for their friendship. Instead of hanging out on weekends, they went to dinner
once a month and reviewed books. What started out as an enjoyable hobby has now
become an incredible adventure.

 

Giveaway Details:
1 winner will receive a special edition BRANDED
notebook from the Month9Books Café Press store and a BRANDED Bracelet, US Only.

 

1 winner will receive a special edition HUNTED
notebook from the Month9Books Café Press store and a HUNTED Bracelet, US Only.

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M9B Friday Reveal: NOBODY’S LADY Cover and Chapter 1 by @McNultyAmy @Month9Books

 

Today Amy McNulty and Month9Books are
revealing the cover and first chapter for NOBODY’S LADY! Book 2 in the Never
Veil Series which releases April 12, 2016! Check out the gorgeous cover and
enter to be one of the first readers to receive an eGalley!!
 
On to the reveal!
 
 
Title: NOBODY’S LADY
Author: Amy McNulty
Pub. Date: April 12, 2016
Publisher: Month9Books
Format: Paperback and eBook
Find it: Amazon | Goodreads
 
For the first time in a thousand years,
the men in Noll’s village possess the freedom to love whom they will. In order
to give each man the chance to fully explore his feelings, the lord of the
village decrees all marriages null and void until both spouses declare their
love for one another and their desire to wed again. What many women think will
be a simple matter becomes a source of village-wide tension as most men decide
to leave their families and responsibilities behind.
 


Rejected by the lord and ashamed of her
part in the village’s history, Noll withdraws from her family and lives life as
an independent woodcarver. This changes when her sister accuses her of hiding
her former husband Jurij from her—and when Jurij eventually does ask to move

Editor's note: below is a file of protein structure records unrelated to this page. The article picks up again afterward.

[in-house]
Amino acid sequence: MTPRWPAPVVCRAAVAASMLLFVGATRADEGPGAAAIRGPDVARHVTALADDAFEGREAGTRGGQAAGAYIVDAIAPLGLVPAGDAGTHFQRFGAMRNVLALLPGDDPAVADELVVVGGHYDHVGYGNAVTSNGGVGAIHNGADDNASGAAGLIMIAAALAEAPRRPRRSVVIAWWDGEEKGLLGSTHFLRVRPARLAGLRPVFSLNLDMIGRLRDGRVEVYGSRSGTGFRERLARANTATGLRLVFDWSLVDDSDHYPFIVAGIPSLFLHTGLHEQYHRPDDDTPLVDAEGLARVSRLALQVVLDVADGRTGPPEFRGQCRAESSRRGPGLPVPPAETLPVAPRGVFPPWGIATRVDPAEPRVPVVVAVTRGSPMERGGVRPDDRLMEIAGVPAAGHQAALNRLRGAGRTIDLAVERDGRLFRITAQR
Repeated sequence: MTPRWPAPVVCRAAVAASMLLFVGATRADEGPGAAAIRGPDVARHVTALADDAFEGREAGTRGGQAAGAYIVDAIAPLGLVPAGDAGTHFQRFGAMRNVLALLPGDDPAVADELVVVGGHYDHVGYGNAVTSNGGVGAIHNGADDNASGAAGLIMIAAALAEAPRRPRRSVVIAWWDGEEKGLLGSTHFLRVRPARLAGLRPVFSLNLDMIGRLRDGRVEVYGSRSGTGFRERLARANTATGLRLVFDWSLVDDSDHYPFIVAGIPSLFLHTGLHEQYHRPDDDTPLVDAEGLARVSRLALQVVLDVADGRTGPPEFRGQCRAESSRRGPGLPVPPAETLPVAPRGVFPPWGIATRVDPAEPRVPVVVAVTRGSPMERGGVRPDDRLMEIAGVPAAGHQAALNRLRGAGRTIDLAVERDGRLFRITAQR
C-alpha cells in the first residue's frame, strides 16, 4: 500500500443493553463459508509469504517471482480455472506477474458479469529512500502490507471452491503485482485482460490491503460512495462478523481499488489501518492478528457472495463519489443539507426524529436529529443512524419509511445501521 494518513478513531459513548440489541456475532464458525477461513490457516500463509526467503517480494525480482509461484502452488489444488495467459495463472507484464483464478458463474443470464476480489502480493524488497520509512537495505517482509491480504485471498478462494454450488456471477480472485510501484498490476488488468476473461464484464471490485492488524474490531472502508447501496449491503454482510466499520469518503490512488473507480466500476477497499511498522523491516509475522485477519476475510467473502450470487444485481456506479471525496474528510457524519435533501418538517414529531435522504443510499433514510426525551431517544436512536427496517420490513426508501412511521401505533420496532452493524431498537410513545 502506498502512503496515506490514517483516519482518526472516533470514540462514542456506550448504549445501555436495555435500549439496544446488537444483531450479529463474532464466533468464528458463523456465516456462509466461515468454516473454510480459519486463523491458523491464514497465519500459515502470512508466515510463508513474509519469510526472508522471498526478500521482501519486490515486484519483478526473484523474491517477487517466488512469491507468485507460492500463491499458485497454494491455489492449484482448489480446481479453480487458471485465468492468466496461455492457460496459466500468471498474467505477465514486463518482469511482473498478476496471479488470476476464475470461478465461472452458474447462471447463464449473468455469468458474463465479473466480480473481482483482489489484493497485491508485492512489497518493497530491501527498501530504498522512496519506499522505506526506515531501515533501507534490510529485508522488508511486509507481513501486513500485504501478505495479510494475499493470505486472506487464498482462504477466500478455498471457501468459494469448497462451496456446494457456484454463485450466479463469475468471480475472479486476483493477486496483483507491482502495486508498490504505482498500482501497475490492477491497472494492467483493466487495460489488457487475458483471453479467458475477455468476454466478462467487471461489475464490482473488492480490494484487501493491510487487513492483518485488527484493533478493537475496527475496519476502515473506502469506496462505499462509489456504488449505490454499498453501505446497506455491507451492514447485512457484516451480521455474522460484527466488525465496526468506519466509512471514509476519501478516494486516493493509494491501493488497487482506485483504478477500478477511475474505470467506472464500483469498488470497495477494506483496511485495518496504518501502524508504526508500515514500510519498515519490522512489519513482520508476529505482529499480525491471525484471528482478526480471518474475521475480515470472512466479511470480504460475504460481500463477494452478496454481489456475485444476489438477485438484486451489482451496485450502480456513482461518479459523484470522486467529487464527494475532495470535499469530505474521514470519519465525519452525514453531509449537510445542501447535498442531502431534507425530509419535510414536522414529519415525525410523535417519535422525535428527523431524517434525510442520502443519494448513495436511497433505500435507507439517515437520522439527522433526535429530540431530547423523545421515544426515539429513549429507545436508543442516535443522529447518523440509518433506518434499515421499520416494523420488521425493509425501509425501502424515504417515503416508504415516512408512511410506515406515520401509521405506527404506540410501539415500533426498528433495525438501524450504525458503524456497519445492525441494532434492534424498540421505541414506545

in. Determined not to make the same mistakes, Noll decides to support her male
friends through their new emotional experiences, but she’s soon caught up in a
darker plot than she ever dared imagine possible from the men she thought she
knew so well. And the lord for whom she still has feelings may be hiding the
most frightening truth of them all.


 
Excerpt


Chapter One



When I thought I understood real friendship, I was a long-lost queen. When I discovered there was so much more to my life than love and hate, that those around me were just pawns in a game whose rules I’d unwittingly put in place, I discovered I was a long-forgotten goddess. But goddess or not, powerless or powerful, my feet were taking me someplace I wasn’t sure I wanted to go. What did I hope to find? Did I truly believe I could hear him call me—that he’d want to call me? Yes, I did. I wanted to see him again. I wanted to hope, even if I wasn’t sure I was allowed. If I deserved to. I headed down the familiar dirt path beneath the lattice of trees overhead, pausing beside the bush with a partially snapped stem that jutted outward like a broken limb. The one that pointed to the secret cavern.



Only, it’s not much of a secret anymore, is it?



My feet picked themselves up. Glowing pools would never again tempt me.



I reached the black, towering fortress that had for so long shaken and screamed at the power of my glance.



For the first time in this lifetime, I stared up at it, and nothing moved. My legs, unused to such steady footing while in the sight of the lord’s castle, twitched in anticipation of a fall that never came.